ing much about his works, I went to a bookseller at Alais to ask if he had them.
"The works of Florian!" he exclaimed. "We have his statue in the place."
"Yes; but that is the work of the sculptor Gaudez, not of Florian himself."
"" The man looked puzzled. "He lived a very long time ago. What did he write?"
"I fancy, fables."
"Ah, monsieur! you mistake. That was La Fontaine."
"There is an 'F' in each," said I, "as there is a river in Macedon, and there is also a river in Monmouth, and there is salmon in both." Of course, the allusion was lost on him.
"I think his works have never been reprinted," said the bookseller. "I will tell my child to ask the schoolmaster about him."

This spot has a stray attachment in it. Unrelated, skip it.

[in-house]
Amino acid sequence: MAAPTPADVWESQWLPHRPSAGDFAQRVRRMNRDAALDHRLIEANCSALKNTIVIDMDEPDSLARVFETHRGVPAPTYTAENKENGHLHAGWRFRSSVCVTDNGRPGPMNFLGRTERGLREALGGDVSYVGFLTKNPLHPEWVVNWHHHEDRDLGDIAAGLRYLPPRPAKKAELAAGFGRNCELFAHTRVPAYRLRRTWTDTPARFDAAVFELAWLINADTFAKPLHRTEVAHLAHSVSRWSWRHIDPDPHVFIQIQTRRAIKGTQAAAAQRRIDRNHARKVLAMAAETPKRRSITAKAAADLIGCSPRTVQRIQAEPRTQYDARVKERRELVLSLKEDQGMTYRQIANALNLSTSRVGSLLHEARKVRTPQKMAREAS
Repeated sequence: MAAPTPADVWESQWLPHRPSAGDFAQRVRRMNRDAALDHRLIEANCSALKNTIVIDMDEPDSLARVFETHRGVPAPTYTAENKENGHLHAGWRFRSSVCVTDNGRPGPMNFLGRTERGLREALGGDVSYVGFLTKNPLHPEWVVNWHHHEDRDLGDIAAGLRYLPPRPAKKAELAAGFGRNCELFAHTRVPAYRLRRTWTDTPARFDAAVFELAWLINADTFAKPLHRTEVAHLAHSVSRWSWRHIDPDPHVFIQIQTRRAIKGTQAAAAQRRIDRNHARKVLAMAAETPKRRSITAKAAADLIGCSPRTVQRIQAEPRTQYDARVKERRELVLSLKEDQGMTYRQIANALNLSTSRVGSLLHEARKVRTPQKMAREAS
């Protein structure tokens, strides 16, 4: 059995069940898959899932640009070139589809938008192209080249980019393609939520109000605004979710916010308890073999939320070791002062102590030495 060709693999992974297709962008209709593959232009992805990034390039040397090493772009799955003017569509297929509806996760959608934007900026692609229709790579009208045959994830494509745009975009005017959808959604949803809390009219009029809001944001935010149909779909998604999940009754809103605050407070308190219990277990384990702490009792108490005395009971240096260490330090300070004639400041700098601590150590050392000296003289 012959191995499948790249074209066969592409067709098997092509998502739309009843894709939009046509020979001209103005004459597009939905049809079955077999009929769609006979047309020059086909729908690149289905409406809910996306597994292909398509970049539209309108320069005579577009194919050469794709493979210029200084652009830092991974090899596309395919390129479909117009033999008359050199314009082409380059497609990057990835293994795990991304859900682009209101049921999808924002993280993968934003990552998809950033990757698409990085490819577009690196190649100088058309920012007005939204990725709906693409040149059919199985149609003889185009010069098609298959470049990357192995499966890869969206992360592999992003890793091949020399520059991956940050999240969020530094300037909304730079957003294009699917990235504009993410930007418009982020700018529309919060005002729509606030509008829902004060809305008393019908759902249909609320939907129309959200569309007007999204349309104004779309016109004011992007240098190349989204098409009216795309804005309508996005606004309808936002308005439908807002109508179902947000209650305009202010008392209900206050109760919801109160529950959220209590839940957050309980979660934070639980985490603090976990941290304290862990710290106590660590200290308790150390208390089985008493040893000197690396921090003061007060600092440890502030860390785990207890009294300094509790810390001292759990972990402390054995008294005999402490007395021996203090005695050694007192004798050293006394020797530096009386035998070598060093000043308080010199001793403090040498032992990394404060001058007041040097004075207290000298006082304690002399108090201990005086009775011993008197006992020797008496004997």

Now I happen to possess at home an edition of Florian, printed in the year III. of the Republic, 1797, and on my return I read some of his works—as much as was possible. Among them is an "English novel," very complimentary to our nation at the opening, but full of the most amusing blunders. The characters are Sir Edouerd Selmours, Mistriss Hartlay, a M. Pikle, and a Mekelfort. Florian gives a translation into French verse of "Auld Robin Gray," but in an evil moment appended the original Scottish text, which is rendered thus—
"Vhen the shepare in the fauld, and the kyeat hame
and so on.